[Python-Dev] Re: Python-Dev Digest, Vol 15, Issue 46
Luis P Caamano
lcaamano at gmail.com
Tue Oct 19 14:32:05 CEST 2004
On Tue, 19 Oct 2004 12:02:14 +0200 (CEST), Evan Jones
<ejones at uwaterloo.ca> wrote:
> Subject: [Python-Dev] Changing pymalloc behaviour for long running
[ snip ]
> The short version of the problem is that obmalloc.c never frees memory.
> This is a great strategy if the application runs for a short time then
> quits, or if it has fairly constant memory usage. However, applications
> with very dynamic memory needs and that run for a long time do not
> perform well because Python hangs on to the peak amount of memory
> required, even if that memory is only required for a tiny fraction of
> the run time. With my application, I have a python process which occupy
> 1 GB of RAM for ~20 hours, even though it only uses that 1 GB for about
> 5 minutes. This is a problem that needs to be addressed, as it
> negatively impacts the performance of Python when manipulating very
> large data sets. In fact, I found a mailing list post where the poster
> was looking for a workaround for this issue, but I can't find it now.
> Some posts to various lists  have stated that this is not a real
> problem because virtual memory takes care of it. This is fair if you
> are talking about a couple megabytes. In my case, I'm talking about
> ~700 MB of wasted RAM, which is a problem. First, this is wasting space
> which could be used for disk cache, which would improve the performance
> of my system. Second, when the system decides to swap out the pages
> that haven't been used for a while, they are dirty and must be written
> to swap. If Python ever wants to use them again, they will be brought
> it from swap. This is much worse than informing the system that the
> pages can be discarded, and allocating them again later. In fact, the
> other native object types (ints, lists) seem to realize that holding on
> to a huge amount of memory indefinitely is a bad strategy, because they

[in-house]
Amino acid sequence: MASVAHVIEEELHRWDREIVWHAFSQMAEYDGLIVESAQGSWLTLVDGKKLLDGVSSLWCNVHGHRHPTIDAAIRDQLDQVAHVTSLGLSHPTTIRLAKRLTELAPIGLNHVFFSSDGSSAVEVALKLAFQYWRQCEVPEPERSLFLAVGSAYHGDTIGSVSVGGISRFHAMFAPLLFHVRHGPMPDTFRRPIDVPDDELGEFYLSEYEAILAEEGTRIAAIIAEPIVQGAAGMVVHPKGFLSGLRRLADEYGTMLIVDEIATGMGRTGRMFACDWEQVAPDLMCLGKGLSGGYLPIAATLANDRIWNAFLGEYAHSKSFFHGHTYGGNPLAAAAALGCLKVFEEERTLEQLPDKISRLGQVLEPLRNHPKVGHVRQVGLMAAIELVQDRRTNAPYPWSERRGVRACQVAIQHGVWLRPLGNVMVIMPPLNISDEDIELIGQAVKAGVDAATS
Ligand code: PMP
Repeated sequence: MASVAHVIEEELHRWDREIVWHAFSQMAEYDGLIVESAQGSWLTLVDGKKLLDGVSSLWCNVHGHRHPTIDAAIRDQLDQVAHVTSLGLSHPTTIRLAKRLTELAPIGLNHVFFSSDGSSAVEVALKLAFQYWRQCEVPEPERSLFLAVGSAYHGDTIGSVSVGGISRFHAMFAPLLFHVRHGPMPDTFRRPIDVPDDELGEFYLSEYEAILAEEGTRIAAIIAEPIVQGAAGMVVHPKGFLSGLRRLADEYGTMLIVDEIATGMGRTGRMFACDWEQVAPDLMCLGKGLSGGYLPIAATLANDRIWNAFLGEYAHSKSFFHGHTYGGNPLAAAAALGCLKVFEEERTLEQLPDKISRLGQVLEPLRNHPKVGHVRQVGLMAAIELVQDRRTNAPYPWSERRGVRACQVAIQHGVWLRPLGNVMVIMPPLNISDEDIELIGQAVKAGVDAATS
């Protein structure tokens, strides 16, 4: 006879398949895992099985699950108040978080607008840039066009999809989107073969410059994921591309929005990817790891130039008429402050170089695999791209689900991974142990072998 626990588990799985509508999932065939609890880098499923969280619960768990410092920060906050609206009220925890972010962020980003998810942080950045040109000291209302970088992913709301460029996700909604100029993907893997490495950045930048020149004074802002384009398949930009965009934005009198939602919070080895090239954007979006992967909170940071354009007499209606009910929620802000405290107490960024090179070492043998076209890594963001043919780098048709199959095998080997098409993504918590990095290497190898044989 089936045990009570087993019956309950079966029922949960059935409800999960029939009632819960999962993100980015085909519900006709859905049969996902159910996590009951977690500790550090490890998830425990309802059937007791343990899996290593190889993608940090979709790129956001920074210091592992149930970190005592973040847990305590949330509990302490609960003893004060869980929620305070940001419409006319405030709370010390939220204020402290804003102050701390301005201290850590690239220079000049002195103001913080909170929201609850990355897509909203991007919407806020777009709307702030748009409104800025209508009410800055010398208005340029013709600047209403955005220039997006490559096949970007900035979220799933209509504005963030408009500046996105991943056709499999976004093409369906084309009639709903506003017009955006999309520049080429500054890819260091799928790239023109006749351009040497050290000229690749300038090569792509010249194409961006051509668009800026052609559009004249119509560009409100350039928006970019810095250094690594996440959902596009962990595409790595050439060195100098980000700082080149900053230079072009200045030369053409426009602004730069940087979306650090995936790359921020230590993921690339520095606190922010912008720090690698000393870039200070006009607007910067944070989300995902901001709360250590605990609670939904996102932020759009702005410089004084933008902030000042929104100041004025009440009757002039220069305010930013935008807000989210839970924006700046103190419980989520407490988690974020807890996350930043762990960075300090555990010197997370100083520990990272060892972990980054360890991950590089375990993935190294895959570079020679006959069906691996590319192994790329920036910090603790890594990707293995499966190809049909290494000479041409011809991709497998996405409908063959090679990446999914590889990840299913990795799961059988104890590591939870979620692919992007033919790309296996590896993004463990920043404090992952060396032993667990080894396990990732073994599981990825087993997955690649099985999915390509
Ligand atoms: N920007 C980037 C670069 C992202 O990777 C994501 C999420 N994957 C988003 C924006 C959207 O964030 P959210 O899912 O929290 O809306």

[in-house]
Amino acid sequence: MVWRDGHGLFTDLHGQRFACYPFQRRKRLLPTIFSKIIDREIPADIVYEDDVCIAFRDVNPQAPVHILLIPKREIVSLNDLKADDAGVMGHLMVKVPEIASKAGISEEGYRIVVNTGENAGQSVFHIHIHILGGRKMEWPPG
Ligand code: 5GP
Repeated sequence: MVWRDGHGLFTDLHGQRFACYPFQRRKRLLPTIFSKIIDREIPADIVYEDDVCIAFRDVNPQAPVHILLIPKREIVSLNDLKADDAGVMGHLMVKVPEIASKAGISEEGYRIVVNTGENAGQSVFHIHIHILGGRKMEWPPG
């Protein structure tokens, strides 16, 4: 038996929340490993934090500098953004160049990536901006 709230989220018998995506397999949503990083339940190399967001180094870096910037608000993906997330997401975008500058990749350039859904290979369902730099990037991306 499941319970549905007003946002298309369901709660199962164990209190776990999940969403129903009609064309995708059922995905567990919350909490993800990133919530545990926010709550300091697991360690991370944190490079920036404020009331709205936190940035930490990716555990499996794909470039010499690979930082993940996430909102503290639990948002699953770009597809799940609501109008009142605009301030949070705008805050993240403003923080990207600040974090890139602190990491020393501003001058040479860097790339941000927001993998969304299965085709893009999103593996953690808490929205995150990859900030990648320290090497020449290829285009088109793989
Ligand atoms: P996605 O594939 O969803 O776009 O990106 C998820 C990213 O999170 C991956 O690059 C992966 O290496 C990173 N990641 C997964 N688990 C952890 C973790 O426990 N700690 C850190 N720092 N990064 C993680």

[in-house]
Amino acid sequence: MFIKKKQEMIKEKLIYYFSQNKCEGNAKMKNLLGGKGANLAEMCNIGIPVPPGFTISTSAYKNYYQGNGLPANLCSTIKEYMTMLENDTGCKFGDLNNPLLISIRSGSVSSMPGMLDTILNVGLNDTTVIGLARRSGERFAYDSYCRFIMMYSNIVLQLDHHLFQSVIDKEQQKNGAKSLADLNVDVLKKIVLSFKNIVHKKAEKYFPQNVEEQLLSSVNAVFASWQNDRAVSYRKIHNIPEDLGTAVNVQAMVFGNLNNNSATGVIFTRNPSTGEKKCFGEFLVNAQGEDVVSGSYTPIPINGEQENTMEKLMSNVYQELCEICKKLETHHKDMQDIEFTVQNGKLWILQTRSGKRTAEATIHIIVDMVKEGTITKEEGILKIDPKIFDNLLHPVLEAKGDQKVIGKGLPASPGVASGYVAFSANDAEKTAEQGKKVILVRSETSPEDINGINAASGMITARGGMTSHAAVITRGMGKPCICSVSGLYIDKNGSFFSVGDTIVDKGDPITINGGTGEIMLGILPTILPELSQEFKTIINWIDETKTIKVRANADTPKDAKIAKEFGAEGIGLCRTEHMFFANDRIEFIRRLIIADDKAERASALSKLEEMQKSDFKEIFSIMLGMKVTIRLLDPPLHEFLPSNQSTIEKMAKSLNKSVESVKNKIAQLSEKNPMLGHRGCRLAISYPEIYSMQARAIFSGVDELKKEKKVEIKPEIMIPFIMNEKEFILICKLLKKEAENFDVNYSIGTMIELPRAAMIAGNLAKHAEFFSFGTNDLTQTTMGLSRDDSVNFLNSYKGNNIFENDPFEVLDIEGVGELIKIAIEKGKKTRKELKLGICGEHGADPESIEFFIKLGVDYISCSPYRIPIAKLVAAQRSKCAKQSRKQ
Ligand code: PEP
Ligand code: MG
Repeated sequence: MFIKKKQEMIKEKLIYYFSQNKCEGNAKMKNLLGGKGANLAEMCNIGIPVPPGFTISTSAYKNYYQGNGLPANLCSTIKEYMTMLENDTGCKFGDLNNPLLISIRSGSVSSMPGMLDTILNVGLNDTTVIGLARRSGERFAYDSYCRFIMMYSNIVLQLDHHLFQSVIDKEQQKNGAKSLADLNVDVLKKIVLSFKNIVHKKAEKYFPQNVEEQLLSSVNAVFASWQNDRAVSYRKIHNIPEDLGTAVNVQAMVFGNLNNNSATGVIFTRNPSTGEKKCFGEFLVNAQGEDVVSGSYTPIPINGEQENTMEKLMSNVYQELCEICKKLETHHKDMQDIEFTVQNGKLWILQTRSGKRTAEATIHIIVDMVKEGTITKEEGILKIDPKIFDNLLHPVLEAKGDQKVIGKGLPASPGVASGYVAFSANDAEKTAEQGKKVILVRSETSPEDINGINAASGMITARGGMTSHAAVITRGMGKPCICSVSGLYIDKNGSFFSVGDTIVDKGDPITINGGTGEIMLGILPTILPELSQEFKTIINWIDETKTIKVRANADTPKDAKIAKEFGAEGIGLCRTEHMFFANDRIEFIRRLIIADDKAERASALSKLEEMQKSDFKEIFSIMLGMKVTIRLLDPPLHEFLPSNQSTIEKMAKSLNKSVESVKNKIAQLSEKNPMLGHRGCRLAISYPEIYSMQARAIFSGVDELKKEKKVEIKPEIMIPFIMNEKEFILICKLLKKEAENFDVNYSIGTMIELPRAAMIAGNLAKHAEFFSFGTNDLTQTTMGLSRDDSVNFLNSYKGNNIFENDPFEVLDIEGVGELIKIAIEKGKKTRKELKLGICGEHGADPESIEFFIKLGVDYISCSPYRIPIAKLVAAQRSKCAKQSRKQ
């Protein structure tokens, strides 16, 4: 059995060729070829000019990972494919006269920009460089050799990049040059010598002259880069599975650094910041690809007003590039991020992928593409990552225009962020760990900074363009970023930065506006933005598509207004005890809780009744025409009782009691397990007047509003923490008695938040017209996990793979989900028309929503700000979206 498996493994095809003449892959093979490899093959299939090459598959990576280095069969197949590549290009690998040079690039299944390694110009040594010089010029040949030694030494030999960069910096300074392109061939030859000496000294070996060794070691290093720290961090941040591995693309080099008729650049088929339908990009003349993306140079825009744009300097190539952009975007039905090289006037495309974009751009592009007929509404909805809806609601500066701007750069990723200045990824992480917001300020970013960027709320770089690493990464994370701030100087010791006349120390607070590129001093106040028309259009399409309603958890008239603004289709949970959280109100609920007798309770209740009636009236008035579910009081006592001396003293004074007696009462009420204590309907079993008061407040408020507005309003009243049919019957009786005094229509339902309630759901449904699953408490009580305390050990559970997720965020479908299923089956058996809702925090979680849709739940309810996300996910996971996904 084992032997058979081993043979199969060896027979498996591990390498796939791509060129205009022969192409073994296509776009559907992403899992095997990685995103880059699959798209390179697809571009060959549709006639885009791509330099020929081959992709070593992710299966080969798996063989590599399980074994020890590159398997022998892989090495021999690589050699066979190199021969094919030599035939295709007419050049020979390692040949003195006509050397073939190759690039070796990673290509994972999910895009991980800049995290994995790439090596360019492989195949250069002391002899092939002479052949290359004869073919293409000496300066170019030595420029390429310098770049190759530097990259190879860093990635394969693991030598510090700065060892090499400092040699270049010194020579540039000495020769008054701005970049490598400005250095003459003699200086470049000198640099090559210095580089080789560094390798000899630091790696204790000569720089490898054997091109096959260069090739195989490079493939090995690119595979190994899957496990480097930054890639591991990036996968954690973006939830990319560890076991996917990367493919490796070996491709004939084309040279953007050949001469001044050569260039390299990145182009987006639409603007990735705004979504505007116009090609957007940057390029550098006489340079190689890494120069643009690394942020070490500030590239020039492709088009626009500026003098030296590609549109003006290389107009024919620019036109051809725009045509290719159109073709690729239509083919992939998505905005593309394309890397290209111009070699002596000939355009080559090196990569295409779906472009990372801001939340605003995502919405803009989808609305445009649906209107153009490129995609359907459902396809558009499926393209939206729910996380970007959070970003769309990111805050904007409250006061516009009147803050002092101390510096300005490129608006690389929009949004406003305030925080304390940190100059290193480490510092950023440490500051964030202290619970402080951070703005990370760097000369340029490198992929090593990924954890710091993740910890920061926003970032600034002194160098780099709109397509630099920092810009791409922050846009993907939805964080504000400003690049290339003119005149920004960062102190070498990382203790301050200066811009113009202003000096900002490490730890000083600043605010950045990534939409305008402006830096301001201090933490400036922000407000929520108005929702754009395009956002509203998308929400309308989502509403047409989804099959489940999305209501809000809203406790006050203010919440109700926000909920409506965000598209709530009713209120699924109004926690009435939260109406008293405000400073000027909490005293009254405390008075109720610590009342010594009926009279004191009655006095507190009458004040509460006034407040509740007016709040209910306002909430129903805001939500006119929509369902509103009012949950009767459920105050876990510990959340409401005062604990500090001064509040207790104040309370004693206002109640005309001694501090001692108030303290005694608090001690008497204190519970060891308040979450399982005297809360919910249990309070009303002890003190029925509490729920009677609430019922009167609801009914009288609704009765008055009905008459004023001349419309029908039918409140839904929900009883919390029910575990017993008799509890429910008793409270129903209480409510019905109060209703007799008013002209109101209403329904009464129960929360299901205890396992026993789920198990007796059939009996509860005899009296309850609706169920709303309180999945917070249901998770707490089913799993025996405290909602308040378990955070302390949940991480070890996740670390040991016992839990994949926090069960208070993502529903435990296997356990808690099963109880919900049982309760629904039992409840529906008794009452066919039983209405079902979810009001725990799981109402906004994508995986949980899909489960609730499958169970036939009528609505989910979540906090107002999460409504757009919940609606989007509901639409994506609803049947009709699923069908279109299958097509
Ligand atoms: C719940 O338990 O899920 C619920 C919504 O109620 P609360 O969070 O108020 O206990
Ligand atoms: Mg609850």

> explicitly limit the size of their free lists. So why is this not a
> good idea for other types?
> Does anyone else see this as a problem?
This is such a big problem for us that we had to rewrite some of our daemons
to fork request handlers so that the memory would be freed. That's the only
way we've found to deal with it, and it seems, that's the preferred python
way of doing things, using processes, IPC, fork, etc. instead of threads.
In order to be able to release memory, the interpreter has to allocate
memory in chunks bigger than the minimum that can be returned to the
OS, e.g., in Linux that'd be 256bytes (iirc), so that libc's malloc would
use mmap to allocate that chunk. Otherwise, if the memory was
obtained with brk, then in most virtually all OSes and malloc implementations,
it won't be returned to the OS even if the interpreter frees the memory.
For example, consider the following code in the interactive interpreter:
for i in range(10000000):
That run will create a lot of little integer objects and the virtual memory
size of the interpreter will quickly grow to 155MB and then drop to 117MB.
The 117MB left are all those little integer objects that are not in use any
more that the interpreter would reuse as needed.
When the system needs memory, it will page out the pages where these objects
have been allocated to swap.
In our application, paging to swap is extremely bad because sometimes
we're running the OS booted from the net without swap. The daemon has to
loop over list of 20 to 40 thousand items at a time and it quickly grows to
60mb on the first run and then continues to grow from there. When something
else needs memory, it tries to swap and then crashes.
In the example above, the difference between 155MB and 117MB is 37MB, which I
assume is the size of the list object returned by 'range()' which contains the
references to the integers. The list goes away when the interpreter finishes
running the loop and because it was already known how big it was going to be,
it was allocated as a big chunk using mmap (my speculation). As a result, that
memory was given back to the OS and the virtual memory size of the interpreter
went down from 155MB to 117MB.
Luis P Caamano
Atlanta, GA USA
I rarely post to python-dev, this is probably the first time, so
please let me take this
opportunity to thank all the python developers for all your efforts,
such a great
language, and great tool. My respect and admiration to all of you.
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